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IdentityMind Presents: Anti-Money Laundering

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IdentityMind’s SuperiorAML solution includes Trusted Digital Identities, transaction monitoring, case management, rules and alerts. IdentityMind increases both speed and accuracy of compliance and risk management.  While a fully manual AML process can be highly resource intensive with varying quality across individual analysts, ldentityMind delivers automated transaction monitoring that is fast and consistent across any volume. Rules can be set to automatically approve some transactions, decline others, and flag yet others for manual review as needed.

At the heart of our SuperiorAML solution is a SaaS platform that securely tracks the entities involved in each transaction (e.g. consumers, merchants, cardholders, payment wallets, alternative payment methods) to build identities with verified reputations.  These reputations, along with IdentityMind’s powerful automation capabilities, allow companies to easily and quickly identify and reduce potential fraud, to onboard accounts, to perform KYC, and identify and to report suspicious activity for money laundering.  

White Paper

Goldmoney Case Study

Sponsored by IdentityMind | January 12, 2018

Goldmoney uses IdentityMind to automate their KYC, Anti-Money Laundering, and Fraud Prevention activities. Our scalable solution allows uninhibited growth and our automation, machine learning, and easy-to-use rules allowed Goldmoney to focus on expanding their business. 

White Paper

Trusted Digital Identities

Sponsored by IdentityMind | January 5, 2018

Read this white paper to learn more about why it is crucial to develop digital identities which look at more than static data, and how introducing digital attributes such as online behavior and transactional history creates a much more robust system where trusted identities and suspicious identities evolve differently, making it easier to tell them apart.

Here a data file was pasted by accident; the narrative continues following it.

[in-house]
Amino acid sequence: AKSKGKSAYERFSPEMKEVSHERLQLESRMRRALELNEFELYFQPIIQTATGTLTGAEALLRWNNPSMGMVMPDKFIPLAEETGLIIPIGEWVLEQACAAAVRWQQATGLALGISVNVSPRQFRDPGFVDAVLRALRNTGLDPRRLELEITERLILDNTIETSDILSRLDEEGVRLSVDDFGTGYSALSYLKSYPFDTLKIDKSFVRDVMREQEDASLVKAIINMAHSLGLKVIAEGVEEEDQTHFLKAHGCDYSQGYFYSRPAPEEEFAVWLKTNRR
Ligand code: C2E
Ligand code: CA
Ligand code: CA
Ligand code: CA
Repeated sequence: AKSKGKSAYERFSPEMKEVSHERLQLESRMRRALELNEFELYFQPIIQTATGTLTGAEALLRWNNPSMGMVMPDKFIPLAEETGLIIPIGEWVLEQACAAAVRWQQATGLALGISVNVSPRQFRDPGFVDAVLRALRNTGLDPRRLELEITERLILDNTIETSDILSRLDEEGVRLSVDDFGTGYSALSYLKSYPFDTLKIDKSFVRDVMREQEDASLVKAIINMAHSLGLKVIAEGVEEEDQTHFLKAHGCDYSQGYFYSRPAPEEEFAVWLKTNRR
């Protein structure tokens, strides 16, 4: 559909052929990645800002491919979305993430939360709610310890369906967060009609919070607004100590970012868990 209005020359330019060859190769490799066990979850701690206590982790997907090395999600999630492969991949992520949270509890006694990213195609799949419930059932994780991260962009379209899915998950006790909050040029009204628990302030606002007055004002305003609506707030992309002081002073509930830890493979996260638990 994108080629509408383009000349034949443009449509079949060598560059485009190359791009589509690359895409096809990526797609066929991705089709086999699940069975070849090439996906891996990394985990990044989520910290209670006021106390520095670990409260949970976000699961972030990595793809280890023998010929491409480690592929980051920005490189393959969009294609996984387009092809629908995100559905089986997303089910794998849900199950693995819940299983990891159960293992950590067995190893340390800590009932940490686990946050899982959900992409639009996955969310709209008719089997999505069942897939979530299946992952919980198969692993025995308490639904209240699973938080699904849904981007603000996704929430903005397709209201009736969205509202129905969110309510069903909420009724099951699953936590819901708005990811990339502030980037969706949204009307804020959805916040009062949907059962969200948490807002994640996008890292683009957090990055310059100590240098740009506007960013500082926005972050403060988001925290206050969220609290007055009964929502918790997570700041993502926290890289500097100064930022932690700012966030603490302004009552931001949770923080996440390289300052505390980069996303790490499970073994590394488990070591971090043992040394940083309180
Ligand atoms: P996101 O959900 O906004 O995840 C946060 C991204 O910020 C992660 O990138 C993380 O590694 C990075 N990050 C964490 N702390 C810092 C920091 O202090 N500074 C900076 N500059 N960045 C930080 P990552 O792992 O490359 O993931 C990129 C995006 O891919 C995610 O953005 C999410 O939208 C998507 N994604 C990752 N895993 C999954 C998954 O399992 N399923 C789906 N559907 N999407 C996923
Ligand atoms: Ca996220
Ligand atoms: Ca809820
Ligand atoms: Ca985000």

White Paper

Forrester's Vendor Landscape: Anti-Money Laundering Solutions 2017

Sponsored by IdentityMind | January 5, 2018

In this comprehensive report, Forrester explains that Anti-Money Laundering (AML) programs are key for companies that facilitate financial transactions. When selecting the right AML technologies, you should consider the broader financial crimes prevention and risk management architecture within which AML sits.

White Paper

The Sanctions Screening Whitepaper

Sponsored by IdentityMind | January 5, 2018

The IdentityMind white paper provides important background and tips to improve the sanction screening process. Learn how false positives can be minimized using matching algorithms, ways to apply risk integrated rules to configurable lists, and how their technology can help to eliminate wasted effort and improve results.

White Paper

Balancing Risk Management & The Mobile User Experience

Sponsored by IdentityMind | July 10, 2017

This guide provides ideas on how to combat fraud while maintaining an inviting user experience.

White Paper

Best Practices for Mitigating Fraud in the Onboarding Process

Sponsored by IdentityMind | July 10, 2017

IdentityMind created this Best Practice report for online lending executives looking for ways to integrate strong identity verification into the loan origination and customer onboarding process.

White Paper

Digital Identity Evaluation Guide

Sponsored by IdentityMind | July 10, 2017

This guide provides a framework that will help you think through your strategy with a focus on the functionality and technology that can help you achieve the right acquisition, risk and compliance balance.

White Paper

KYC Fundamentals Guide

Sponsored by IdentityMind | July 10, 2017

An essential guide to getting to know your customer (KYC).

What is money laundering? 

Money laundering is a criminal process in which illegally-gained revenue is made to appear legitimate through a number of transactions within the legitimate financial system. In this manner, so-called “dirty” money is made to appear “clean,” by obfuscating its origin.